Robert Morse shines in the film “How to succeed in business…”

“How to Succeed in Business Without Really Trying” (1967) is a delightful musical comedy that is sure to put a smile on your face.

Robert Morse, in the film “How to succeed in business without really trying” (Photo credit:

Robert Morse, the film’s star, plays J. Pierpont Finch, a young man in his twenties in New York City whom we watch sing and dance his way up the corporate ladder and into our hearts.

Morse, a native of Newton, Massachusetts, just outside of Boston, died on April 20, 2022 in Los Angeles at the age of 90.

From 1961 to 1965, Morse also starred in the original Broadway production of “How to Succeed”, for which he won a Tony Award.

In parts, the movie version of “How to Succeed” feels dated. For example, there is a song called “A Secretary is Not a Toy”.

But the songs by Frank Loesser (of “Guys and Dolls” fame) are lively and uplifting, and Robert Morse’s performance is funny, charming, and, to be honest, better than I expected. He is a natural clown, who can sing and dance.

And at 5’5″, with a good build, he’s kind of like a Mighty Mouse.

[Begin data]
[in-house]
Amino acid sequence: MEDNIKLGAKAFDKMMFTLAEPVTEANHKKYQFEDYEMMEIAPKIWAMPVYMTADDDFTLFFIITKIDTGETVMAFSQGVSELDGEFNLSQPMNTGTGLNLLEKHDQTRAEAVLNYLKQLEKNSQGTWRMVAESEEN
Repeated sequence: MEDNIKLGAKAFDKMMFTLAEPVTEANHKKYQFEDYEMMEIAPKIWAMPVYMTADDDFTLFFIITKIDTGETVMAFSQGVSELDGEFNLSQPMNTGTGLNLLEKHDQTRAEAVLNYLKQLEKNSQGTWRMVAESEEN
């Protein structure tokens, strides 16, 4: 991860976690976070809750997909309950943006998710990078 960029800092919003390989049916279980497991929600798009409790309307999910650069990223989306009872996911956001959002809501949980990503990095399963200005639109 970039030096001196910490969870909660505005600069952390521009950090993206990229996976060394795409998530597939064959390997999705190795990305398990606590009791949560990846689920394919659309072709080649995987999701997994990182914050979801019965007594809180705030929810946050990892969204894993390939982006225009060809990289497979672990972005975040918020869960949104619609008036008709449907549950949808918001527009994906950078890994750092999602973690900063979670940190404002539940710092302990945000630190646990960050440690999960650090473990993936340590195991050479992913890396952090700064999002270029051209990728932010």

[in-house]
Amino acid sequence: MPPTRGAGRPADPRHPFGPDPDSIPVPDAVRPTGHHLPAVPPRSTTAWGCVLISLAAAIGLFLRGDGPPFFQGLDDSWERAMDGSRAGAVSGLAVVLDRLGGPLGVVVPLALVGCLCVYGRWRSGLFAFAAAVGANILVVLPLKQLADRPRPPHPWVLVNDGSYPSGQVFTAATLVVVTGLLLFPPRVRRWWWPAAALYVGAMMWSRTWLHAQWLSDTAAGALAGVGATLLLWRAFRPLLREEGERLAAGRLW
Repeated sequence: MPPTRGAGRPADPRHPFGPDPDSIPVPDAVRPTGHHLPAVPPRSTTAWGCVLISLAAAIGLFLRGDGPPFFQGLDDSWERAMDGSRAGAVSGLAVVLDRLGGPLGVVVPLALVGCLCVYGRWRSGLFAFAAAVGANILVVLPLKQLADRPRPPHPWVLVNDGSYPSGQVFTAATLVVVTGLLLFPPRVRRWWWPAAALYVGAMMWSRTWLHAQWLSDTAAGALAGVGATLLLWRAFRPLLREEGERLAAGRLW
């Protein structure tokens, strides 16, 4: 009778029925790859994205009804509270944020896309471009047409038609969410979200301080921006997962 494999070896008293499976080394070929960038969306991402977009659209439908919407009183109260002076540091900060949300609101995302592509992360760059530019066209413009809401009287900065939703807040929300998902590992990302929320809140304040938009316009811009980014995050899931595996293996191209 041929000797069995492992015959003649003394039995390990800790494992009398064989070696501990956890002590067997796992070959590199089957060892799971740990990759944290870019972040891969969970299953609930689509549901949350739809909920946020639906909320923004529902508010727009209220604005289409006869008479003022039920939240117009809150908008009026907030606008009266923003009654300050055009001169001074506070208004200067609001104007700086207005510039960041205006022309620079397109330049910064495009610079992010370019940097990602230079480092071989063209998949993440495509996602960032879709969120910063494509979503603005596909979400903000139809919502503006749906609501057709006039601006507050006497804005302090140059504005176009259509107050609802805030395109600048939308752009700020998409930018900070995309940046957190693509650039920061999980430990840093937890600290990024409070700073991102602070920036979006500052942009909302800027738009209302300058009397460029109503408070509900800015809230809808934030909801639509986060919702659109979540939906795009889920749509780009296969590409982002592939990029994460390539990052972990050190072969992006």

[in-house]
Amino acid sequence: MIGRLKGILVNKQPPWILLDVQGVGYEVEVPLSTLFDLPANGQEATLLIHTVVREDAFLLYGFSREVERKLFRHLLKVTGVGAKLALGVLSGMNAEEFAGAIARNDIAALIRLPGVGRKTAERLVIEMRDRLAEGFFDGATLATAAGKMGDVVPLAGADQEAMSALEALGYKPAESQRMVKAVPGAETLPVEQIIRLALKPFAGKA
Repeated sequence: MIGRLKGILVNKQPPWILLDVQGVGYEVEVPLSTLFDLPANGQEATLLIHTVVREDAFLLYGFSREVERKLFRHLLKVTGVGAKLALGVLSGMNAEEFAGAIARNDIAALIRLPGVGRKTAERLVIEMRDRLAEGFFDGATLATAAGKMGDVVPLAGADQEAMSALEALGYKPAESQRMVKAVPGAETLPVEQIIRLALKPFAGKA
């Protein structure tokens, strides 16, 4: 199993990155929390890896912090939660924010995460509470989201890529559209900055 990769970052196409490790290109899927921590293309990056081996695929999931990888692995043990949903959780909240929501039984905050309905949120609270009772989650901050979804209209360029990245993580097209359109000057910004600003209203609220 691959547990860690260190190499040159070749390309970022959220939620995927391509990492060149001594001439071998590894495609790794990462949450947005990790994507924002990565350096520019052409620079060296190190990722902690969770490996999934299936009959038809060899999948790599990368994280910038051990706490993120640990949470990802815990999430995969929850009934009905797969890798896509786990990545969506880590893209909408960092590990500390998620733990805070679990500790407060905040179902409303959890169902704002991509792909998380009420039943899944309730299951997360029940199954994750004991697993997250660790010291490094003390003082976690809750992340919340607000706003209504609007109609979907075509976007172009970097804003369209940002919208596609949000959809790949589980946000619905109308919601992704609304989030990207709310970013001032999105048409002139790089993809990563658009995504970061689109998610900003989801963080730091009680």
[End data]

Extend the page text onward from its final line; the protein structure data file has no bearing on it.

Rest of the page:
Watching Morse perform, I certainly saw similarities to another top 1960s comic, Jerry Lewis. Looking at Morse’s antics and facial and body expressions, you may also think of other short-lived natural clowns of yore, such as Buster Keaton and Charlie Chaplin.

Well-known songs from “How to Succeed” include “The Company Way”, “I Believe in You”, and “Brotherhood of Man”.

Bob Fosse, a native of the Ravenswood area of ​​Chicago, provided musical direction for the film and Broadway versions of “How to Succeed.”

Nearly 30 years after winning his first Tony Award for “How to Succeed,” Robert Morse won another Tony Award in 1990 for portraying writer Truman Capote in the one-man Broadway play, “Tru.”

From 2007 to 2015, Morse also portrayed advertising executive Bertram Cooper on the popular television series “Mad Men.”

“How to Succeed” is available for free (but with lots of irritating ads) on Pluto TV (

The film is also available for viewing on YouTube and Google Play, for around $4.

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